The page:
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standing by

life of lia

standing by

From Thomas Coville’s home port of La Trinité-sur-Mer to the record jumping off point of Brest is maybe only 120 nautical miles up the Brittany coastline. For the Sodebo team this was hopefully the last shakedown before Thomas’ assault on the non-stop round the world single-handed 57-day record set by Francis Joyon in 2008. To capture the moment, French photographer Christophe Launay was onboard for the delivery.

From sunrise to sunset, the aim was to shoot in every phase of light and in heavy weather conditions. The morning rendezvous was thus set for 6.30am with a view to a 7am departure. Into 20-25kts of wind, 2 reefs were set in the mainsail with the ORC, the smallest headsail rolled out up forward.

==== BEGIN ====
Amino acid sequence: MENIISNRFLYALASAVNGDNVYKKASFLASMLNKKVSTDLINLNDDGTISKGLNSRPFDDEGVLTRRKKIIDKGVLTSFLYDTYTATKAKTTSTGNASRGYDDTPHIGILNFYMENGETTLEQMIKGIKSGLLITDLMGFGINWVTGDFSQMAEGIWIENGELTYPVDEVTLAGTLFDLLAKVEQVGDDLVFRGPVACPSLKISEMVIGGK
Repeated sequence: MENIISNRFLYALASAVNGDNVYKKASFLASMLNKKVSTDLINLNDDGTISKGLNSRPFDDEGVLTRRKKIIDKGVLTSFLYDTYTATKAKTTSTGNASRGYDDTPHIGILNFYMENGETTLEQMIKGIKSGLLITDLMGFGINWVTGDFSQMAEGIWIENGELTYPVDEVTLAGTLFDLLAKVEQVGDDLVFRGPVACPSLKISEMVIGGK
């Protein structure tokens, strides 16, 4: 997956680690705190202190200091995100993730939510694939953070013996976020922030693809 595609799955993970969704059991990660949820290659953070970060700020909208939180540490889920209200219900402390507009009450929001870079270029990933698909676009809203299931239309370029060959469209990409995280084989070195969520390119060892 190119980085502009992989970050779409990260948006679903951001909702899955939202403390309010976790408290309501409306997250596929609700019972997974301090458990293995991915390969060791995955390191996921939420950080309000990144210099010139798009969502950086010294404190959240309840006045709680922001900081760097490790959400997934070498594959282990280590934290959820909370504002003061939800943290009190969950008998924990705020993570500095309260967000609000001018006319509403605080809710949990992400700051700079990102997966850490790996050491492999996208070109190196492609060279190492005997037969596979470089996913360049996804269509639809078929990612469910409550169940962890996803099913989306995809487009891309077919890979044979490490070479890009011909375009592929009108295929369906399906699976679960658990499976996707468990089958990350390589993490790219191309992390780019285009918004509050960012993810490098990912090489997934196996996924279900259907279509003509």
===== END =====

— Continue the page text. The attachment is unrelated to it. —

When the sun rose there was a brief array of golden light, before the sky became overcast and the wind picked up, peaking at 35-38kts true once the front had passed through. While the seas were moderate, Sodebo was moving very rapidly through the icy water, spray hurling through the nets, the wind chill and wet merely a taster of conditions that Coville will experience in his round-the-world record attempt.

When the bows were turned in towards Brest and the boat began to reach, the top boat speed witnessed was 37.5kts! Immediately after the front came through, there was an hour-long period of relative calm where the wind dropped, before it picked up again and reappeared with the sun.

Sodebo will remain in Brest on standby until a weather window becomes available to transport Thomas as swiftly as possible to the equator